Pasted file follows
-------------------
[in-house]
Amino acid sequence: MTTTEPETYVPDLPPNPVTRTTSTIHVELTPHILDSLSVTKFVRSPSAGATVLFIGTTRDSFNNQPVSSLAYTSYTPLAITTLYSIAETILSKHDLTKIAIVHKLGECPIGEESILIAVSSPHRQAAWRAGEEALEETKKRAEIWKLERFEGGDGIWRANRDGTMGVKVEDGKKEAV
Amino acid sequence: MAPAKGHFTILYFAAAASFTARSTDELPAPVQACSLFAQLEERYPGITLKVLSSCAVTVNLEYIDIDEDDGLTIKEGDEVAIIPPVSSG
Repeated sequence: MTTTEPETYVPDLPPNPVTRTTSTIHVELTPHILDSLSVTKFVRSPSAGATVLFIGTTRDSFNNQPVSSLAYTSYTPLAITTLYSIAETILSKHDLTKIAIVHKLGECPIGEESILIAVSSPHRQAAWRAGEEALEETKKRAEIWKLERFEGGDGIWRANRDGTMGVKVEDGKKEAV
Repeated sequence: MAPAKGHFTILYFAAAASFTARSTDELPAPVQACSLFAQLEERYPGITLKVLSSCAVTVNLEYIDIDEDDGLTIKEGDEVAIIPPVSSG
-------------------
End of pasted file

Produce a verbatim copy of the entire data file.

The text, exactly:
[in-house]
Amino acid sequence: MTTTEPETYVPDLPPNPVTRTTSTIHVELTPHILDSLSVTKFVRSPSAGATVLFIGTTRDSFNNQPVSSLAYTSYTPLAITTLYSIAETILSKHDLTKIAIVHKLGECPIGEESILIAVSSPHRQAAWRAGEEALEETKKRAEIWKLERFEGGDGIWRANRDGTMGVKVEDGKKEAV
Amino acid sequence: MAPAKGHFTILYFAAAASFTARSTDELPAPVQACSLFAQLEERYPGITLKVLSSCAVTVNLEYIDIDEDDGLTIKEGDEVAIIPPVSSG
Repeated sequence: MTTTEPETYVPDLPPNPVTRTTSTIHVELTPHILDSLSVTKFVRSPSAGATVLFIGTTRDSFNNQPVSSLAYTSYTPLAITTLYSIAETILSKHDLTKIAIVHKLGECPIGEESILIAVSSPHRQAAWRAGEEALEETKKRAEIWKLERFEGGDGIWRANRDGTMGVKVEDGKKEAV
Repeated sequence: MAPAKGHFTILYFAAAASFTARSTDELPAPVQACSLFAQLEERYPGITLKVLSSCAVTVNLEYIDIDEDDGLTIKEGDEVAIIPPVSSG